Power of Attorney: A way to have help managing your money while quarantining
As millions of Americans are being told to stay at home and while thousands of others are being quarantined due to the spread of the Coronavirus, having a fully executed Power of Attorney is one way in which you can have someone else manage your money while you are forced to isolate yourself.
A power of attorney is a useful document because of the possibility that you could be put out of commission for weeks if you fall ill and are unable to take care of your financial affairs. The power of attorney is separate from documents like a health care proxy which express your wishes about medical care and who gets to make decisions for you, and a will, which distributes your assets after you die. A power of attorney designates a trusted person to take over your finances should you become incapacitated. What this means in practice is that if a person becomes ill with Covid-19, or another incapacitating illness, the agent could file taxes and pay bills, including premiums for long-term-care insurance, which could lapse because of a late payment.
Without a power of attorney document, the only way for someone to step into your shoes and handle your finances would be through the courts, which add unnecessary time and costs to this process. A power of attorney document is essential not only for married couples, but also for single individuals. While married couples generally have joint assets, this is not always the case. It is also important for single individuals to indicate who they would want to make decisions.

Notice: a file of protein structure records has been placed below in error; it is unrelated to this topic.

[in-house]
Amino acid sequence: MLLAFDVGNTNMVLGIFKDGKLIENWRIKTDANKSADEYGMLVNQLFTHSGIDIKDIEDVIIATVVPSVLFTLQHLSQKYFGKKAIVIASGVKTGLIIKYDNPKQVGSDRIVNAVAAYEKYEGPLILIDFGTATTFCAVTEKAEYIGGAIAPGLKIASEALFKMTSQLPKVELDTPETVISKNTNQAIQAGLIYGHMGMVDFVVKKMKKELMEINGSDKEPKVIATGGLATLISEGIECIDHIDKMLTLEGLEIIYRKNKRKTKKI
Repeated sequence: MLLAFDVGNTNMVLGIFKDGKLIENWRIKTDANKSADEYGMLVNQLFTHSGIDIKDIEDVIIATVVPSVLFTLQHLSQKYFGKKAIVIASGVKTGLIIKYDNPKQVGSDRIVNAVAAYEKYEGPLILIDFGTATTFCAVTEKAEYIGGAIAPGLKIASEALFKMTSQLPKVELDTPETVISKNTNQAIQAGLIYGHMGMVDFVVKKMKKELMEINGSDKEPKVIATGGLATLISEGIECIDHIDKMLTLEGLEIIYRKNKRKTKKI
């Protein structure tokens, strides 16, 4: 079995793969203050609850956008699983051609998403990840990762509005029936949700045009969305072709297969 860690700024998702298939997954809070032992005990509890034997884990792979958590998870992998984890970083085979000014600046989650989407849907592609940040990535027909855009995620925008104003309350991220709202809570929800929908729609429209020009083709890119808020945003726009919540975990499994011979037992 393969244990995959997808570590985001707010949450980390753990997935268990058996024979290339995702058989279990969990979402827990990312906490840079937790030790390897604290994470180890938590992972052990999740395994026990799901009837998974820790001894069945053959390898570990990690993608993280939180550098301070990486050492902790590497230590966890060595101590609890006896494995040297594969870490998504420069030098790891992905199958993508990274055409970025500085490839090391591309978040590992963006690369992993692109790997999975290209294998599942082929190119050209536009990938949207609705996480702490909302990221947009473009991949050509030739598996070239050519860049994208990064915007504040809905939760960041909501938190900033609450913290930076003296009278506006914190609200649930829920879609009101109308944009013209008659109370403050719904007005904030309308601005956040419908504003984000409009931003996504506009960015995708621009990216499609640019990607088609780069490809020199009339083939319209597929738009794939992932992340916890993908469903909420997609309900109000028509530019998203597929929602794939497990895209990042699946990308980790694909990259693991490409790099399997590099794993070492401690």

An added complication to creating these documents are the orders regarding social distancing, which makes the typical signing situation for all these documents more challenging. Gov. Andrew M. Cuomo, in his March 7 executive order declaring a disaster emergency in New York, temporarily gave notaries the go-ahead to authenticate documents by video conference. Besides needing notarizations, however, wills executed in New York require two witnesses to be in the room when the document is signed. So does a health care proxy, which appoints an agent to make medical decisions if someone is incapacitated. However, there are ways to follow these protocols, either online or while following social distancing, and we here at Melvin & Melvin, PLLC are prepared to assist you in putting these essential documents in place. If you have questions about the documents you have in place, or would like more information on getting these documents drafted, please email Tom Babcock at [email protected] for more information.